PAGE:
Early next week, residents in Merced, California are likely to be heading to court to try and stop a huge Wal-Mart distribution center. Wal-Mart distribution centers are too large to avoid opposition. In August 2005, Wal-Mart announced that it wanted to build an enormous distribution center in Merced. Almost immediately a group was formed to prevent that from happening. The Merced Stop Wal-Mart Action Team (SWAT) began what is now a four year campaign to do battle with Wal-Mart. “Unfortunately,” the group wrote, “the same reasons that Wal-Mart chose to locate in Merced make it wrong for our community, which has the highest rates of foreclosure and air pollution in the nation. Usually, distribution centers are built miles from residential neighborhoods.” In Merced, Wal-Mart chose to locate half a mile from hundreds of new homes. The land they want is surrounded on three sides by residential property, and a school on the fourth. According to SWAT, the project will bring many negative impacts to the community. This enormous project will consume 270 acres on the southeast side of Merced, a community of roughly 70,000 people. The Distribution Center will pave over 100 acres of prime farmland, to create a 1,200,000 s.f. building — the equivalent of six supercenters under one roof, or 24 football fields. The pavement and parking lot for the facility is 4,353,000 s.f. There is room at the site for 300 parking spaces for tractor-trailers. In one 18 hour day, a total of 450 trucks will grind in and out of the facility, plus 1,075 passenger cars per day. SWAT says the project will create severe air pollution, including diesel pollution, which causes cancer, asthma and other health problems. The California Air Resources Board has determined that exposure to particulate (soot) causes nearly 3,000 Valley residents to die prematurely every year. “Concentrating that much pollution in the San Joaquin Valley and Southeast Merced amounts to a potential death sentence for our children and elders,” SWAT charges. Inevitably traffic accidents will increase, and pedestrian safety will deteriorate. Noise impacts from the facility include alarm systems, loudspeaker system, truck & car traffic, radios, reverse indicators (beeps), trailer droppings, etc. The lights for the facility will be placed on 40-ft poles and structured walls, making the night nearly as bright as the day, operating 24/7 for 365 days a year. The facility will require a 20,000 gallon underground storage fuel tank, plus aboveground diesel tanks, oil tanks, and waste oil tanks. The DC will store and transfer hazardous materials. “Every inch of rainfall on the site will result in 3 million gallons of runoff from the site,” SWAT says. “Despite detention pond facilities, runoff ends up in the storm sewers, groundwater and surface water.” The group warns that contaminated runoff will seep into Merced’s groundwater, a source of the city’s drinking water. The site itself is located in a FEMA Flood Hazard Zone. The city will have to deal with the DC’s waste byproducts, including 55,000 gallons of sewage per day, and significant road repair costs attributable to heavy truck traffic. Many of the County roads around the distribution center are already crumbling into chunks of asphalt. The existence of organized opposition has forced the city of Merced to proceed carefully with this project, knowing that litigation could follow their decision to approve the plan. On September 18, 2008, Sprawl-Busters reported that the Merced City Council had agreed to spend another $45,000 to study the environmental impact of turning agriculture land into a trucking facility. Wal-Mart agreed to pay for the added cost of the study. According to the newspaper, more study was needed to make the environmental study “bulletproof before its release to the public.” According to the Merced Sun-Star, “Merced has made a point to make it defensible in court, ordering a third-party to pore over it, searching for holes or weak parts that could be targeted by attorneys.” The city has spent nearly $450,000 on the environmental review — supposedly to be paid for in its entirety by Wal-Mart. The money also will pay for additional traffic studies and revisions to the noise and air quality analyses. SWAT says in 2006, the City of Merced ordered $114,885 in environmental studies, “but it took a delinquent payment notice and the threat of a referral to Collections to get the biggest corporation in the world to pay up.” On February 23, 2009, Sprawl-Busters reported that the draft Environmental Impact Report (DEIR) on the proposed distribution center in Merced was released to the public. The release of the DEIR began a 60 day public review, which ended on April 27th. This week, the public hearings on the Wal-Mart plan finally began. Roughly 100 opponents came to the first hearing. Among the groups testifying against the plan was the Merced/Mariposa County Asthma Coalition. “Diesel pollution increases the risk of hospitalization for children with asthma…living and attending school near high-traffic roads has been associated with asthma hospitalizations, respiratory symptoms and compromised lung function in children,” the Coalition said. There is another public hearing Saturday, September 26th, and the City Council is likely to vote on the project on September 28th. Critics of the project warn that asthma affects 51,000 Merced County residents — including 17,000 children – nearly 50% above the state average. A spokesman for the Merced Alliance for Responsible Growth testified at the September 21st hearing that the environmental report will end up in court because “adverse impacts” to the environment were not addressed.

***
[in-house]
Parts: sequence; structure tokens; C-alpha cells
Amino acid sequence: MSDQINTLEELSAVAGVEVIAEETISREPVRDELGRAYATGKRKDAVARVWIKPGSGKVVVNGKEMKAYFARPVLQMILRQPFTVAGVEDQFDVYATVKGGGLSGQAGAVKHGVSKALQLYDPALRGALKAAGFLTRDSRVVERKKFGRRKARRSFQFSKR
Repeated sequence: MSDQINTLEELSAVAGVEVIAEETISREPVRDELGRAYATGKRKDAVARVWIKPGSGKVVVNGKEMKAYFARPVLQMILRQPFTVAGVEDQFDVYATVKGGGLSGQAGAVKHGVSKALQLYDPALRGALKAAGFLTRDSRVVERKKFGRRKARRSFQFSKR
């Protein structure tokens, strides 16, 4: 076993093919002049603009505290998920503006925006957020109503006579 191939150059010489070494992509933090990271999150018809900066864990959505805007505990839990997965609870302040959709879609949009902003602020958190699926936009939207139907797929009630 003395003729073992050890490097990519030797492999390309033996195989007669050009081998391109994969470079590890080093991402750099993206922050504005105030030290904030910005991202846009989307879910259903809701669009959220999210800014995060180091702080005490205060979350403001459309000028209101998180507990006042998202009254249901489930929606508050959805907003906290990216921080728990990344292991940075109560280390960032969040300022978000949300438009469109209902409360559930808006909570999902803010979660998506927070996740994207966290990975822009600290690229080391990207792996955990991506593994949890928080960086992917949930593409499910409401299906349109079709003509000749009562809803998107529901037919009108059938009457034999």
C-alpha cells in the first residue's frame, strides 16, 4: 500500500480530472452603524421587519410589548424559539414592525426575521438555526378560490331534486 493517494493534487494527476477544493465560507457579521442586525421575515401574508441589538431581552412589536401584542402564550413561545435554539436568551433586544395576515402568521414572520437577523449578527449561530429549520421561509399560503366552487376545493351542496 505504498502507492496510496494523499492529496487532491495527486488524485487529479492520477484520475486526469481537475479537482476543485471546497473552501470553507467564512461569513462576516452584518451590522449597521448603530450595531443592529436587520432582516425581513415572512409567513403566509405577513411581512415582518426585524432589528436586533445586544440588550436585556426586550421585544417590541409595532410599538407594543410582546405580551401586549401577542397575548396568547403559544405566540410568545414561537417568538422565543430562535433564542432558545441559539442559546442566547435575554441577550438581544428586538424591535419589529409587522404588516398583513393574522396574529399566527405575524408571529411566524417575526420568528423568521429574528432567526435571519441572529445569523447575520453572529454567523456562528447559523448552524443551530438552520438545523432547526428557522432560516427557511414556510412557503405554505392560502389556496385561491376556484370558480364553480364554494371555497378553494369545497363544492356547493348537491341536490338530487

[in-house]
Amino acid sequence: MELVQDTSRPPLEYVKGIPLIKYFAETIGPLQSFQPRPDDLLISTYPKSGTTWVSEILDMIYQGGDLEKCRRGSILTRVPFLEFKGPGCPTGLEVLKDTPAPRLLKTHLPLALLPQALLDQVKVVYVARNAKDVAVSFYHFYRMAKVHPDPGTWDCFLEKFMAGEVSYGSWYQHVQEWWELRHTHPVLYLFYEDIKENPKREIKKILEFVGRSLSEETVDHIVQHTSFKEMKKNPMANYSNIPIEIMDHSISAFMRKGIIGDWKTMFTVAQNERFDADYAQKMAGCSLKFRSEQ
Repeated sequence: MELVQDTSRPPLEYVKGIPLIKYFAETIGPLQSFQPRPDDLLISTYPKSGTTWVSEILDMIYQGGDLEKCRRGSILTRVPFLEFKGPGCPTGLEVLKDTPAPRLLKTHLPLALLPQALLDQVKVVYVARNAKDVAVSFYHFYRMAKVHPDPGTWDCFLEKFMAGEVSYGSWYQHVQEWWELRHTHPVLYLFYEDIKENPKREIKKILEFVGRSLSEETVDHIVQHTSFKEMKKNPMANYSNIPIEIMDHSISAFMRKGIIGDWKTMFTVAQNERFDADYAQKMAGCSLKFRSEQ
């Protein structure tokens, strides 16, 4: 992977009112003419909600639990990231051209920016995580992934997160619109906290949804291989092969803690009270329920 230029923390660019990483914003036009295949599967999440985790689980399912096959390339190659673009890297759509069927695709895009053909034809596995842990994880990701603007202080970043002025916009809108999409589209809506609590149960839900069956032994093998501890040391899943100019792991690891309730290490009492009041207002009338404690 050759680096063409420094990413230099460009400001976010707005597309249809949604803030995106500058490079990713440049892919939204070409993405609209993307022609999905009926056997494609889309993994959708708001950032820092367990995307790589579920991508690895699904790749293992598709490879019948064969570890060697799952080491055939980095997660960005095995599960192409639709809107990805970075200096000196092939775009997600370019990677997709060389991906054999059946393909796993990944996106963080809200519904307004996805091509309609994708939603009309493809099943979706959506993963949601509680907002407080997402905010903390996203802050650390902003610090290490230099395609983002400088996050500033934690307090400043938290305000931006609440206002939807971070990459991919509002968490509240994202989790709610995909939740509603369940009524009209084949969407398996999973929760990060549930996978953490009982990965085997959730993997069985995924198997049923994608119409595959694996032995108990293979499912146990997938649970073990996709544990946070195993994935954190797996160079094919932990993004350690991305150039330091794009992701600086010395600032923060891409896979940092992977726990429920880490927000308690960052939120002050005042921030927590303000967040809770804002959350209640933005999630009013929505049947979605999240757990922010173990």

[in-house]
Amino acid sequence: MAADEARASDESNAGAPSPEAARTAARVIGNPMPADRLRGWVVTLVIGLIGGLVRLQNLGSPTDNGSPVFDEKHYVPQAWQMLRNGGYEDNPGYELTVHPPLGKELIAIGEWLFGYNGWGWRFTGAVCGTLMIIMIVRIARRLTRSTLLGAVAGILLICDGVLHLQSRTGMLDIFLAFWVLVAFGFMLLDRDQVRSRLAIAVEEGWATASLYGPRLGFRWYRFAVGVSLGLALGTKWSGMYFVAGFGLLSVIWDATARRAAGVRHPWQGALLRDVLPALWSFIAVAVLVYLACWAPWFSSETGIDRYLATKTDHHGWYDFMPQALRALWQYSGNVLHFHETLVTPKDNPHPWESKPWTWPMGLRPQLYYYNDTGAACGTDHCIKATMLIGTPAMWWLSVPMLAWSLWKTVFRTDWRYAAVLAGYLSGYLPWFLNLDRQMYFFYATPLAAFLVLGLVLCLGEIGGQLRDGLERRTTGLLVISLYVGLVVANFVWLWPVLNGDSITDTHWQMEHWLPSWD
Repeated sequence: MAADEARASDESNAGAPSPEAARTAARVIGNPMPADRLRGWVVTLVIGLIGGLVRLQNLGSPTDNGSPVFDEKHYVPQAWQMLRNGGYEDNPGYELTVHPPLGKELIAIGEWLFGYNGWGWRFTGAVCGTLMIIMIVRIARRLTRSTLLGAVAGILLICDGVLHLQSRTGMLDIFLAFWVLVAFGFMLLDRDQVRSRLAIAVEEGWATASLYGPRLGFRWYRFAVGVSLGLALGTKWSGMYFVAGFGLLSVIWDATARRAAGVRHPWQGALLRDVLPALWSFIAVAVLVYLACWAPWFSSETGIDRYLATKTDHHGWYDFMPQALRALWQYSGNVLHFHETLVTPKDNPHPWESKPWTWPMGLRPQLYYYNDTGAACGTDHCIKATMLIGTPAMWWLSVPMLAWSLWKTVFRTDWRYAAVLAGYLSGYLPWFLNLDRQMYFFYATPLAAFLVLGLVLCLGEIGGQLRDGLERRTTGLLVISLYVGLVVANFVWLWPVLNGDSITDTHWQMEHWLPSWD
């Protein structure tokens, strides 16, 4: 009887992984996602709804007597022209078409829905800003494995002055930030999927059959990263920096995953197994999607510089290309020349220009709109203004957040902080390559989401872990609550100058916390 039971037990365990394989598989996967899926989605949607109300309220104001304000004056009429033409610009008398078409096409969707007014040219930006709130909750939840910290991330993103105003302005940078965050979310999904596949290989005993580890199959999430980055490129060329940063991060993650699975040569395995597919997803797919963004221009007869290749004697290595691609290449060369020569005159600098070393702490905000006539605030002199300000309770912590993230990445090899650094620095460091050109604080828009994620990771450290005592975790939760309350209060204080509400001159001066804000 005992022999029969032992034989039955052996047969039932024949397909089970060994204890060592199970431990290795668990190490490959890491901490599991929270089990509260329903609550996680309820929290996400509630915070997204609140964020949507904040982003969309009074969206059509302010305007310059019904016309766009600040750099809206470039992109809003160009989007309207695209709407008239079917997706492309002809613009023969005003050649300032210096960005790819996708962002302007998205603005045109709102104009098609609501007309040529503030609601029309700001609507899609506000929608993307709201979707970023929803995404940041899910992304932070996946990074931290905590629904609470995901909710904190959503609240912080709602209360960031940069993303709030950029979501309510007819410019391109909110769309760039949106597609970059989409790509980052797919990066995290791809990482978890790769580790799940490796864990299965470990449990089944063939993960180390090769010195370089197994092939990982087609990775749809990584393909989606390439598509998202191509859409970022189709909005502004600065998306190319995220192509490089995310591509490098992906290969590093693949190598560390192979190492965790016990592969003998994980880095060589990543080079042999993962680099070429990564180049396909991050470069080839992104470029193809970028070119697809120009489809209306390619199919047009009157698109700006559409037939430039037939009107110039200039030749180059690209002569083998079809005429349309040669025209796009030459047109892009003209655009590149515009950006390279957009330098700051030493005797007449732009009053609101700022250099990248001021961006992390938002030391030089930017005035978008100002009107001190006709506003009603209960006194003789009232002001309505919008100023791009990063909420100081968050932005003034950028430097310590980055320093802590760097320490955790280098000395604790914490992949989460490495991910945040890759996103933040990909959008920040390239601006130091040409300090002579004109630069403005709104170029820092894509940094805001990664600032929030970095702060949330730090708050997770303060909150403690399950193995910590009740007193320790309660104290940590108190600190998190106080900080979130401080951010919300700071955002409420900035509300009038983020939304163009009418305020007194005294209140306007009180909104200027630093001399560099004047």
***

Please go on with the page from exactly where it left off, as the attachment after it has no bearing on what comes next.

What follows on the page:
SWAT said last winter that it was hoping that Wal-Mart would back out of its plans for Merced. Last summer, Wal-Mart pulled out of an 800,000 s.f. distribution center near the Port of Savannah, Georgia, citing the need to ‘streamline efficiencies’ in its operations.’ SWAT says that rumors of closure have plagued Wal-Mart’s St. Landy Parish, Louisiana distribution center near Baton Rouge. “Wal-Mart wants to dump its distribution center in Merced at a location that may have made sense 10 years ago,” SWAT concludes, “but is becoming increasingly untenable even for Wal-Mart’s bottom line. That said, the distribution center has never made sense to thousands of Merced families deeply concerned about our health and quality of life.” SWAT has on its website a 14 minute video from Porterville, California, which has a distribution center near residential homes. In the video neighbors complain of the idling trucks, the dirt and diesel fume, the constant noise (“you have to sleep with the TV on”) the lights all night, and the traffic (“trucks and kids don’t mix”). Readers are urged to email Merced Mayor Ellie Wooten and members of the City Council at [email protected] with the following message: “Dear Mayor Wooten and Council Members, There is a reason why residents of communities like Merced and Barstow are fighting with everything they have to stop the huge Wal-Mart distribution centers. That’s because everything they have is on the line. The quality of life and health of your community is at stake. The size of these distribution center projects boggles the mind. It would be a task just to walk around the perimeter of a building the size of 24 football fields! The number one commitment that the 7 members of the city council have made to Merced residents is to “maintain a high quality of life” for your citizens. The fact is, a distribution center surrounded by low-density agricultural land and residential property are incompatible land uses. When incompatible uses are squeezed together, it creates winners and losers. In this case, the neighbors lose big time — and that’s the hallmark of bad land use planning. Wal-Mart’s truck facility is not just an unpleasant neighbor, it’s an unhealthy neighbor as well, given the air pollution this project will bring. CalTrans and the Valley Air District have warned that the traffic studies and Health Risk Assessment were performed incompetently and should be re-done. The only reasonable way to accommodate a project like this is to size it correctly for the surrounding neighborhood, or find another location entirely. It is not Merced’s fault that Wal-Mart builds trucking warehouses larger than one million square feet. The retailer should be forced to fit into Merced, not the reverse. This is part of the company’s unsustainable footprint. And when the time comes that the company decides the facility is too large or outdated, the city will be left with the largest abandoned building in your history. Ask Wal-Mart and your consultants to study a project half or one-quarter of the size, and ask Wal-Mart now to shrink the size and the impact of this store. But under no circumstances should a massive project of this scale be forced on unwilling residential neighbors. To proceed with this project as proposed is reckless, and shows total disregard for your own taxpaying homeowners. Don’t make the same mistakes that Porterville made. Distribution centers and residential property just doesn’t mix. This intense use of land is incompatible with surrounding land uses, and on those grounds alone, should be rejected.” For more background on the Merced Wal-Mart project and the lastest hearings, go to the SWAT website at: http://www.mercedstopwalmart.org/home.html